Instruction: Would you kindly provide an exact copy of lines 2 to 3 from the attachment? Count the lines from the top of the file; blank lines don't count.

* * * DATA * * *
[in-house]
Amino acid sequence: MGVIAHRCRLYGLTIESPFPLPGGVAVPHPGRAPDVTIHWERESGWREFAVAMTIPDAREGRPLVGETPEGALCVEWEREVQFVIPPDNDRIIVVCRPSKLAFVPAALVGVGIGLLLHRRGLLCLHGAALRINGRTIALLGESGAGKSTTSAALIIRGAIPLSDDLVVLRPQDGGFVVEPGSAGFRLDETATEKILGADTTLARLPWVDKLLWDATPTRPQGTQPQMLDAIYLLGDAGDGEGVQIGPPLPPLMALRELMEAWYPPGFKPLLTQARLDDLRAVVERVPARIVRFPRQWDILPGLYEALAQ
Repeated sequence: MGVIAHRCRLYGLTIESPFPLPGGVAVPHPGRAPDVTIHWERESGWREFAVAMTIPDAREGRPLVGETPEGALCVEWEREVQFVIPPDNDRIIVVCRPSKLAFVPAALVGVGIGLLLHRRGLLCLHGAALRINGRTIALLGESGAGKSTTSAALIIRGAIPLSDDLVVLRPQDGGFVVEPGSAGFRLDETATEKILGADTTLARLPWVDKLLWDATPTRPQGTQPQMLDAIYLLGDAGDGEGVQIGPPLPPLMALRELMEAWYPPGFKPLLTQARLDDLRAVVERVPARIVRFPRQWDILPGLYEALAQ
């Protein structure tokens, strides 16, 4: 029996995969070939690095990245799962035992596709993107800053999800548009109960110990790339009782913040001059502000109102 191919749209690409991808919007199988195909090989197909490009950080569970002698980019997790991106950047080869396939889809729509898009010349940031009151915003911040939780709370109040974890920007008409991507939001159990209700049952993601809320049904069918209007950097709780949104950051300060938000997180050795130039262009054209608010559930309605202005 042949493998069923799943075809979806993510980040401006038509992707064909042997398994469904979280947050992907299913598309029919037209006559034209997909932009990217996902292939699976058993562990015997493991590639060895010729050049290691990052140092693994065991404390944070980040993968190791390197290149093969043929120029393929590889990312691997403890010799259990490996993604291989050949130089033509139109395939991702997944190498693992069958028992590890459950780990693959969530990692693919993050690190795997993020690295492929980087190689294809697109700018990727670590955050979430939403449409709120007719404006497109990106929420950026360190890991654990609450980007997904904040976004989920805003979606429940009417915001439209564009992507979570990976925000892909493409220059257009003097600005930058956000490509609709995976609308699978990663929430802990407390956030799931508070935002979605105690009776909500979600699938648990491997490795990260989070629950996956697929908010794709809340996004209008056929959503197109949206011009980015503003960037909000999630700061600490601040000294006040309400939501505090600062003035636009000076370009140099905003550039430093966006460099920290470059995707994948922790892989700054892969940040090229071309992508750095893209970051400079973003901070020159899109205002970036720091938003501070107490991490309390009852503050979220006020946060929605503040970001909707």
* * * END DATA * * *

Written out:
Amino acid sequence: MGVIAHRCRLYGLTIESPFPLPGGVAVPHPGRAPDVTIHWERESGWREFAVAMTIPDAREGRPLVGETPEGALCVEWEREVQFVIPPDNDRIIVVCRPSKLAFVPAALVGVGIGLLLHRRGLLCLHGAALRINGRTIALLGESGAGKSTTSAALIIRGAIPLSDDLVVLRPQDGGFVVEPGSAGFRLDETATEKILGADTTLARLPWVDKLLWDATPTRPQGTQPQMLDAIYLLGDAGDGEGVQIGPPLPPLMALRELMEAWYPPGFKPLLTQARLDDLRAVVERVPARIVRFPRQWDILPGLYEALAQ
Repeated sequence: MGVIAHRCRLYGLTIESPFPLPGGVAVPHPGRAPDVTIHWERESGWREFAVAMTIPDAREGRPLVGETPEGALCVEWEREVQFVIPPDNDRIIVVCRPSKLAFVPAALVGVGIGLLLHRRGLLCLHGAALRINGRTIALLGESGAGKSTTSAALIIRGAIPLSDDLVVLRPQDGGFVVEPGSAGFRLDETATEKILGADTTLARLPWVDKLLWDATPTRPQGTQPQMLDAIYLLGDAGDGEGVQIGPPLPPLMALRELMEAWYPPGFKPLLTQARLDDLRAVVERVPARIVRFPRQWDILPGLYEALAQ